Darkest Hour stands apart from more routine historical dramas.
The charismatic stars of “The Hitman’s Bodyguard”—Ryan Reynolds shifting into lovable-loser gear as a down-graded protection agent for hire, Samuel L. Jackson in macho-and-mouthy mode as a profanely proficient deadly assassin and Salma Hayek as the sexy spitfire of a spouse who is devoted to him—all combust with masterful comic chemistry as they play off their well-established cinematic personas.
As for the high-speed vehicular stunts, they are breathless, relentless, endless—and a bit too numbingly generic.
Still, the main concept of lethal frenemies who must put aside their grudges for a common goal is a tried-and-true trope, as writer Tom O’Connor acknowledges with echoes of everything from “48 HRS.” and “Mr. and Mrs. Smith” to “Midnight Run” and “The Gauntlet.” But the real draw, much like Russell Crowe vs. Ryan Gosling in “The Nice Guys” and Kevin Hart vs. Dwayne Johnson in “Central Intelligence,” is the odd-couple matchup.
Hearty laughter does ensue as Reynolds’ cautious Michael Bryce is forced to keep Jackson’s reckless Darius Kincaid safe while transporting him from London to the Hague so he can testify against a genocidal Belarusian tyrant. As the villain, Gary Oldman—sadly, not exactly running on all thespian cylinders—recycles his Russian accent from “Air Force One” while his disfigured face appears to be coated in crusty bread crumbs. Luckily, the main dudes are on the ball as they race against the clock during their hazard-prone road trip while turning the art of bickering into a non-stop aria of foul-mouthed mutual belligerence and, eventually, reluctant respect.
When Bryce complains that Kincaid keeps putting him in harm’s way, Jackson goes full bellow: “I AM harm’s way. My job is to harm.” Of course, the bodyguard should know that since his passenger has attempted to take him down no less than 28 times over the years. There are in-jokes, such as when Bryce grouses that Kincaid “single-handedly ruined the word ‘motherfucker.'" There are also musical beats, as Kincaid insists on drunkenly singing a bluesy number to pass the time in the car, while Bryce counters by warbling a falsetto version of Ace of Base’s “I Saw the Sign.” And little did I think I would ever see Jackson gleefully harmonizing in a van filled with habit-wearing Italian nuns as if he were trying out for the Mother Superior in “The Sound of Music.”
That doesn’t even cover the contributions of Hayek, whose Sonia is being kept in a Dutch jail in order to guarantee Kincaid will provide evidence against Oldman’s baddie. It is a hoot to see the actress calmly strike yoga poses behind bars as she fiercely lashes out like a flame-thrower at any law official stupid enough to hassle her. Meanwhile, she intimidates her cellmate into standing in the corner. Maybe Hayek should book a guest appearance on “Orange is the New Black.” But one of the best scenes is a flashback showing how Kincaid met Sonia when she was a waitress at a Mexican bar, swooning over how she took care of hand-sy male customers by cutting them with broken beer bottles. The use of Lionel Richie’s “Hello” in the background adds a nice romantic touch.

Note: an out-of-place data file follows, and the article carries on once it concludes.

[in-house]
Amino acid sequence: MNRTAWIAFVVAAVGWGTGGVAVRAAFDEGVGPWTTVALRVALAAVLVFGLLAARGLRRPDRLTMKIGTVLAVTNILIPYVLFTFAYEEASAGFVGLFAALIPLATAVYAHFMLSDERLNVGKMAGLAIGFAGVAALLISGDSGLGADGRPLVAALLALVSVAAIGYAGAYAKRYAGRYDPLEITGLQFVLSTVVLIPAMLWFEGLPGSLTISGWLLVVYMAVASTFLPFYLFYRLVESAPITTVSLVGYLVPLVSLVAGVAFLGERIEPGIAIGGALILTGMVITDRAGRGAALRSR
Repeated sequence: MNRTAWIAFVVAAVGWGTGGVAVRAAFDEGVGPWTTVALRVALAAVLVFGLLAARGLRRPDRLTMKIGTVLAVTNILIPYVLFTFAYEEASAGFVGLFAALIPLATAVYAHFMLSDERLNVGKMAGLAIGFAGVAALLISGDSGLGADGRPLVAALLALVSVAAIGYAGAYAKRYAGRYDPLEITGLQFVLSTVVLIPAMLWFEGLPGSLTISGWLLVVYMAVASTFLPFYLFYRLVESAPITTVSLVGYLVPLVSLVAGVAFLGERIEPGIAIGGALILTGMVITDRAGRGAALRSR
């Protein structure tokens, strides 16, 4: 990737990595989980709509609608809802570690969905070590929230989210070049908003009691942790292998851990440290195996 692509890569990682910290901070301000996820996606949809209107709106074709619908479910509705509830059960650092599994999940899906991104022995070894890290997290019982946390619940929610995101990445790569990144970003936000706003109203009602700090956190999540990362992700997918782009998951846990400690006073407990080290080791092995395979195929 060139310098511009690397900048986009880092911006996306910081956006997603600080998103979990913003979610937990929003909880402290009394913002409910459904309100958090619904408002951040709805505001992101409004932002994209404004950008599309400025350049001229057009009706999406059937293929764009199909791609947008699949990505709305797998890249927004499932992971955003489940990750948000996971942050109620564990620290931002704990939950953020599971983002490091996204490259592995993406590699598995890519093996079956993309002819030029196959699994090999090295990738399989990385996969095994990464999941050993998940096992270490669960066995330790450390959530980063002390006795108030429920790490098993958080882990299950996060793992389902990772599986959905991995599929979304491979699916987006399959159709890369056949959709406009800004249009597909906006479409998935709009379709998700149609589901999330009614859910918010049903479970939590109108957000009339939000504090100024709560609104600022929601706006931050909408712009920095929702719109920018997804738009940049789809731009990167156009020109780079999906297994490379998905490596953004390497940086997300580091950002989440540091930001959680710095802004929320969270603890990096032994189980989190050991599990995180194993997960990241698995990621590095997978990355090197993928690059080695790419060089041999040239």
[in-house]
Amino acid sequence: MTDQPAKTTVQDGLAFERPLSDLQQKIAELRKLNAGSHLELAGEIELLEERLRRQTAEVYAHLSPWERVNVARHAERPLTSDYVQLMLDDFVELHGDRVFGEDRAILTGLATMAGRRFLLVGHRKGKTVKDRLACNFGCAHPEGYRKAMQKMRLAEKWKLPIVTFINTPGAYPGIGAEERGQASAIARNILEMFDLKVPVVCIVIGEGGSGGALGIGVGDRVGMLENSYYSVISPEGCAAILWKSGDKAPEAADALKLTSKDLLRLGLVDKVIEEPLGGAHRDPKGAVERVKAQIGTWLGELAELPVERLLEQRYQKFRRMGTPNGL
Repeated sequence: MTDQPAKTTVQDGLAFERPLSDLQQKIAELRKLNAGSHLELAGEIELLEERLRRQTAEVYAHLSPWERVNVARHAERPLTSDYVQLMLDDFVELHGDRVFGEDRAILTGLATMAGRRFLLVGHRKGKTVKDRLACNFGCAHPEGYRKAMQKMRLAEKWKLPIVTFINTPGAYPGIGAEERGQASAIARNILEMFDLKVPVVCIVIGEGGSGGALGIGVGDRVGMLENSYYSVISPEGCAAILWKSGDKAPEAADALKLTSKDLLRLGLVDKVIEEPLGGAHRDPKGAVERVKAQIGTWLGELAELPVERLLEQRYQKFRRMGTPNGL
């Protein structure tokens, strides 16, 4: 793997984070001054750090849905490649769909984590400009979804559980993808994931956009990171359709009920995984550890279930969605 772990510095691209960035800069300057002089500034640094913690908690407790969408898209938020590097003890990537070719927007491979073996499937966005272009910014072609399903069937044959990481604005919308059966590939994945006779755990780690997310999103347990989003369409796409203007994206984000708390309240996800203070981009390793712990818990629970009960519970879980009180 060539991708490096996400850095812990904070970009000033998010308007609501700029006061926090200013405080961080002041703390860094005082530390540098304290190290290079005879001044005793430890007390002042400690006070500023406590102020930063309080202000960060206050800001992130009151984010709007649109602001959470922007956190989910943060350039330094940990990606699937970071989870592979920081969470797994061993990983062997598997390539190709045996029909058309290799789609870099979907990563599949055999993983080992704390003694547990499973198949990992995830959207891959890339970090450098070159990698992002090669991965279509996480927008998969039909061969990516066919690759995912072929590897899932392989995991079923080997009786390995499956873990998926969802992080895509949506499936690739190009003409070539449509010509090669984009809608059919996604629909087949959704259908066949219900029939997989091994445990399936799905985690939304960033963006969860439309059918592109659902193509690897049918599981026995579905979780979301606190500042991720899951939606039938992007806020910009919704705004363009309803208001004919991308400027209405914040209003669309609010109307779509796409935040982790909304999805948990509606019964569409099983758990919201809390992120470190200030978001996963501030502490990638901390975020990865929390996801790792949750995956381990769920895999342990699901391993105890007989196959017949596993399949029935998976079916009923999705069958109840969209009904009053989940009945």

Less successful is Bryce’s attempt to reunite with onetime squeeze Amelia (French import Elodie Yung), an Interpol agent whom he blames for getting a client of his shot. The flashback to their first lusty encounter at a funeral is cut short by the arrival of murderous thugs. But the actors can’t summon the same kind of heat generated by Jackson and Hayek, who calls her hubby “La Cucaracha,” since she says, “He’s un-killable.”
While no one is going to mistake “The Hitman’s Bodyguard” for high art, it will please those in the mood for late-summer fun. But why did I feel so emotionally depleted by the cartoony chaos unleashed in the name of entertainment by director Patrick Hughes ("The Expendables 3"), when the body count among the mostly anonymous victims of violence—often dispatched in the name of humor—began to balloon to astronomical proportions? The nearly constant annihilation of no-good-niks increasingly gnawed at me considering how much of the vehicular mayhem takes place in cities where terror attacks earlier this year were conducted on major urban thoroughfares—namely, London and Amsterdam. Nothing like real horrifying incidents to turn what was meant as a fantasy into a mirror—and that includes the tragic death in Charlottesville. There is also a streak of nasty sadism when Oldman’s meanest mercenary corners Bryce in a garage where he resorts to an ax, a hammer, and a metal chain used as a noose and, ultimately, a gun to vanquish his opponent. Cruel jokes too often become hollow jokes.
Besides, I believe when it comes to action thrillers beyond the realm of comic-books that older audiences—who lately are also the most loyal audiences in actual theaters—hunger for more thoughtful stories and compelling characters in the vein of “Hell or High Water” or “Wind River.” Even something as pop-fizzy as “Baby Driver” has a beating heart and a sense of moral purpose in its engine. At one point, Kincaid does bring up an existential conundrum: Who is in the most righteous profession? He who kills evil doers or he who protects those who commit evil? That is about as deep as this carnage-a-thon gets.
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